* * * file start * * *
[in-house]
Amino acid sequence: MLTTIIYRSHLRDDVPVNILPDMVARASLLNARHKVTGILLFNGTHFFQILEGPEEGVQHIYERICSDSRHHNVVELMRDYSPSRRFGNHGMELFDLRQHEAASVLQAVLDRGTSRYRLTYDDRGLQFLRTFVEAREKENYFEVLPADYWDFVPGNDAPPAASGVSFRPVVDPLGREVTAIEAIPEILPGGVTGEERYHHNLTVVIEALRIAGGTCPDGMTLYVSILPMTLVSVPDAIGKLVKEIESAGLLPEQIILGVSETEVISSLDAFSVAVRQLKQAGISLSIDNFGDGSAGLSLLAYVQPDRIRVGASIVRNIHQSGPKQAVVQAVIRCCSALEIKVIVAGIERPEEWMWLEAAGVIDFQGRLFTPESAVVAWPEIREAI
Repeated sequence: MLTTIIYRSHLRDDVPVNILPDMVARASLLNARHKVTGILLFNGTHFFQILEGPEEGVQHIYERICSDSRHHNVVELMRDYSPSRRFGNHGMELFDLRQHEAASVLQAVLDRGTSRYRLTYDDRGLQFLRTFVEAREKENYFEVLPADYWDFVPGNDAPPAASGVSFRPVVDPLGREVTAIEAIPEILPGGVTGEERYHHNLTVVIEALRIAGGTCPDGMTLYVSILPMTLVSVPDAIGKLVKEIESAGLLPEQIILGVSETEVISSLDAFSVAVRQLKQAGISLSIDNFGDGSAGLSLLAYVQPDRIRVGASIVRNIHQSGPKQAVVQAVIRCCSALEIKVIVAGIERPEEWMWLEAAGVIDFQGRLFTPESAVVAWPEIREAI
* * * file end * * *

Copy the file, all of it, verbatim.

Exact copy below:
[in-house]
Amino acid sequence: MLTTIIYRSHLRDDVPVNILPDMVARASLLNARHKVTGILLFNGTHFFQILEGPEEGVQHIYERICSDSRHHNVVELMRDYSPSRRFGNHGMELFDLRQHEAASVLQAVLDRGTSRYRLTYDDRGLQFLRTFVEAREKENYFEVLPADYWDFVPGNDAPPAASGVSFRPVVDPLGREVTAIEAIPEILPGGVTGEERYHHNLTVVIEALRIAGGTCPDGMTLYVSILPMTLVSVPDAIGKLVKEIESAGLLPEQIILGVSETEVISSLDAFSVAVRQLKQAGISLSIDNFGDGSAGLSLLAYVQPDRIRVGASIVRNIHQSGPKQAVVQAVIRCCSALEIKVIVAGIERPEEWMWLEAAGVIDFQGRLFTPESAVVAWPEIREAI
Repeated sequence: MLTTIIYRSHLRDDVPVNILPDMVARASLLNARHKVTGILLFNGTHFFQILEGPEEGVQHIYERICSDSRHHNVVELMRDYSPSRRFGNHGMELFDLRQHEAASVLQAVLDRGTSRYRLTYDDRGLQFLRTFVEAREKENYFEVLPADYWDFVPGNDAPPAASGVSFRPVVDPLGREVTAIEAIPEILPGGVTGEERYHHNLTVVIEALRIAGGTCPDGMTLYVSILPMTLVSVPDAIGKLVKEIESAGLLPEQIILGVSETEVISSLDAFSVAVRQLKQAGISLSIDNFGDGSAGLSLLAYVQPDRIRVGASIVRNIHQSGPKQAVVQAVIRCCSALEIKVIVAGIERPEEWMWLEAAGVIDFQGRLFTPESAVVAWPEIREAI